Prime Minister Benjamin Netanyahu sat down with a host of American Jewish leaders following his speech at the United Nations General Assembly in New York on Friday for a charged meeting where the premier is said to have dodged questions about the more extremist members of his hardline coalition.
The discussion also included a separate, heated exchange between the premier’s wife, Sara, and a leader in US Reform Jewry who is a critic of the overhaul.
Senior representatives of some 25 organizations attended the meeting, including the Anti-Defamation League (ADL), the American Jewish Committee (AJC), AIPAC, the Jewish Federations of North America, Hadassah, the Union for Reform Judaism, and the National Council of Jewish Women.
Union for Reform Judaism President Rabbi Rick Jacobs told The Times of Israel that during the Q&A portion of the sit-down, he raised how rabbis at just about all Reform synagogues across the US gave sermons during the High Holidays in which they expressed how much they love Israel but also how distraught they are by their belief that its democratic pillars are under threat due to the government’s efforts to overhaul the judiciary.
“We feel very concerned about those who might become more vulnerable such as women, the LGBTQ community, non-Orthodox Jews, Palestinian citizens of Israel,” Jacobs said he told Netanyahu, explaining that those minorities are less safe when democracies are weakened.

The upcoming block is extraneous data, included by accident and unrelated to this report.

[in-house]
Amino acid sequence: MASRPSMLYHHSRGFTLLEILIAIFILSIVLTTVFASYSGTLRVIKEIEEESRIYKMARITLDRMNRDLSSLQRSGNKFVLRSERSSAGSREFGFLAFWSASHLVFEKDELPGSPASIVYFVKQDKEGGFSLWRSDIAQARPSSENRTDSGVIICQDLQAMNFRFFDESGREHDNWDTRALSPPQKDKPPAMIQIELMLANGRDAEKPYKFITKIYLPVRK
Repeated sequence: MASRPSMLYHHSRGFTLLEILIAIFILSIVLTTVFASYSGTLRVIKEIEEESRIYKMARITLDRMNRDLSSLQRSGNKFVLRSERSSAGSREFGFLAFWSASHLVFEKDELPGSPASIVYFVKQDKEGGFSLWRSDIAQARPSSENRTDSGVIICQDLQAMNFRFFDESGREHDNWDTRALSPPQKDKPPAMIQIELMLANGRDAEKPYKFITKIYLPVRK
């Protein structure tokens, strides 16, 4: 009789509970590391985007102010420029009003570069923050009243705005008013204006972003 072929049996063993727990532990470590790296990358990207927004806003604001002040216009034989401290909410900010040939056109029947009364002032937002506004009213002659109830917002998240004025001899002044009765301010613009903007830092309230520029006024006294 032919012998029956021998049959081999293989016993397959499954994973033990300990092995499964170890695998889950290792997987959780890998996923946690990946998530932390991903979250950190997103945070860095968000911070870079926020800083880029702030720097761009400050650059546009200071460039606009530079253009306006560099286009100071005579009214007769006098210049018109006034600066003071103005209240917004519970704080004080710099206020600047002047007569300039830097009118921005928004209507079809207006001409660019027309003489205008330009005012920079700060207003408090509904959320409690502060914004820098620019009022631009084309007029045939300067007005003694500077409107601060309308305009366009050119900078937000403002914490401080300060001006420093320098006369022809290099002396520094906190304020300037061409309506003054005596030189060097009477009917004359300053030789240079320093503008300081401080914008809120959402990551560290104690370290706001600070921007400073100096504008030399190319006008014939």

Jacobs said he went on to hail Netanyahu’s effort to reach a normalization agreement with Saudi Arabia but asked him if he could also comment on the internal Jewish divisions because “we’re coming apart at the seams.”
In response, Netanyahu gave a lengthy response about what his government was trying to accomplish with the divisive judicial overhaul, insisting that he was seeking as broad a consensus as possible for the revamp, even though he has the votes to pass the laws unilaterally.
Jacobs said Netanyahu told the Jewish leaders that he was close to reaching a compromise in the negotiations brokered by President Isaac Herzog, but that ultimately the opposition’s intransigence led to the talks falling apart. He insisted that he still wanted to secure consensus backing for his overhaul where neither bloc would have control over the selection of judges.
“They were under pressure from the protest [movement] that does not want a compromise, but wants to overthrow the government,” Netanyahu was said to have told the Jewish leaders, according to Walla.
Jacobs said he asked a follow-up question in which he recalled how Netanyahu has accused the anti-overhaul protest movement of being violent and aggressive, “when the protests have been largely peaceful” and have featured speakers who speak about their love for Israel and their commitment to Israeli democracy.